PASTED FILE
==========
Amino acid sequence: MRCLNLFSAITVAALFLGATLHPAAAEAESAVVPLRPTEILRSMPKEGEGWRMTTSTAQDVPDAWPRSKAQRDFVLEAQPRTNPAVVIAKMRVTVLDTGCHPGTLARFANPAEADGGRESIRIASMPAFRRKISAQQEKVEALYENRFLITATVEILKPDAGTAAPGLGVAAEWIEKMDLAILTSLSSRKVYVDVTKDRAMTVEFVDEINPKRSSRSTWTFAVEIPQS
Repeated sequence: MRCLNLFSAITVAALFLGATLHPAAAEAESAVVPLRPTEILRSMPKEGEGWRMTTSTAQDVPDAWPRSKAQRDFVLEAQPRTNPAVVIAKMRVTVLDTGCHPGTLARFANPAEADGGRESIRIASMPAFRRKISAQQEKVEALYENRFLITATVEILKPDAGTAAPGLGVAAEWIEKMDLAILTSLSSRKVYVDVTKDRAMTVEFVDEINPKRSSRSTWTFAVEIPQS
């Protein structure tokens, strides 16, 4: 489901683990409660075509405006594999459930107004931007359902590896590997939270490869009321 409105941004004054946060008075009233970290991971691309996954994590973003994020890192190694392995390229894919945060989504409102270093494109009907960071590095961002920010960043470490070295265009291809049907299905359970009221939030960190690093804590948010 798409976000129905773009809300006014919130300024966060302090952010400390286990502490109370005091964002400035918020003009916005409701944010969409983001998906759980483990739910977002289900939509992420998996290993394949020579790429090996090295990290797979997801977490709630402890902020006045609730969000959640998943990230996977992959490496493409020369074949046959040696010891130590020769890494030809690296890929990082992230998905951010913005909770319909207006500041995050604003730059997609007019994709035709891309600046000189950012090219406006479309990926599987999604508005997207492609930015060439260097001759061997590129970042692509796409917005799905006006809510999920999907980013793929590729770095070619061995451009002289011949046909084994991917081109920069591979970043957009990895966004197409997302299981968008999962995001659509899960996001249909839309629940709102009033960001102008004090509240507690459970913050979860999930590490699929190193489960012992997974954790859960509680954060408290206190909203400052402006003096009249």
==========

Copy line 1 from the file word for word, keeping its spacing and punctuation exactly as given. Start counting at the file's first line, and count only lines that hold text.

Amino acid sequence: MRCLNLFSAITVAALFLGATLHPAAAEAESAVVPLRPTEILRSMPKEGEGWRMTTSTAQDVPDAWPRSKAQRDFVLEAQPRTNPAVVIAKMRVTVLDTGCHPGTLARFANPAEADGGRESIRIASMPAFRRKISAQQEKVEALYENRFLITATVEILKPDAGTAAPGLGVAAEWIEKMDLAILTSLSSRKVYVDVTKDRAMTVEFVDEINPKRSSRSTWTFAVEIPQS